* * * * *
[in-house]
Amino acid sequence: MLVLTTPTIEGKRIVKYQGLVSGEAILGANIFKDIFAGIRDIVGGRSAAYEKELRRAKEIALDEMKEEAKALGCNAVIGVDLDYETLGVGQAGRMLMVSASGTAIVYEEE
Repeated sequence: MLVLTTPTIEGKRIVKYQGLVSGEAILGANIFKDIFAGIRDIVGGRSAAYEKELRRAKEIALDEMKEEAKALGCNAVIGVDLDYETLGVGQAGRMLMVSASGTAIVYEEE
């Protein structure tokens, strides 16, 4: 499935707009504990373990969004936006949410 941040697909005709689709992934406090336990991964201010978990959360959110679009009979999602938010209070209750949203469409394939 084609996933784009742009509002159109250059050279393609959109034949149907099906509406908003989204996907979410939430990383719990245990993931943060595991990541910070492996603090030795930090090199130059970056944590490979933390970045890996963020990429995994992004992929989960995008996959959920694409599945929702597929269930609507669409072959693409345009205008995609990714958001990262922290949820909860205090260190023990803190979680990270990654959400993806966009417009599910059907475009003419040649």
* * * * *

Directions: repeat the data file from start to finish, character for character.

[in-house]
Amino acid sequence: MLVLTTPTIEGKRIVKYQGLVSGEAILGANIFKDIFAGIRDIVGGRSAAYEKELRRAKEIALDEMKEEAKALGCNAVIGVDLDYETLGVGQAGRMLMVSASGTAIVYEEE
Repeated sequence: MLVLTTPTIEGKRIVKYQGLVSGEAILGANIFKDIFAGIRDIVGGRSAAYEKELRRAKEIALDEMKEEAKALGCNAVIGVDLDYETLGVGQAGRMLMVSASGTAIVYEEE
């Protein structure tokens, strides 16, 4: 499935707009504990373990969004936006949410 941040697909005709689709992934406090336990991964201010978990959360959110679009009979999602938010209070209750949203469409394939 084609996933784009742009509002159109250059050279393609959109034949149907099906509406908003989204996907979410939430990383719990245990993931943060595991990541910070492996603090030795930090090199130059970056944590490979933390970045890996963020990429995994992004992929989960995008996959959920694409599945929702597929269930609507669409072959693409345009205008995609990714958001990262922290949820909860205090260190023990803190979680990270990654959400993806966009417009599910059907475009003419040649």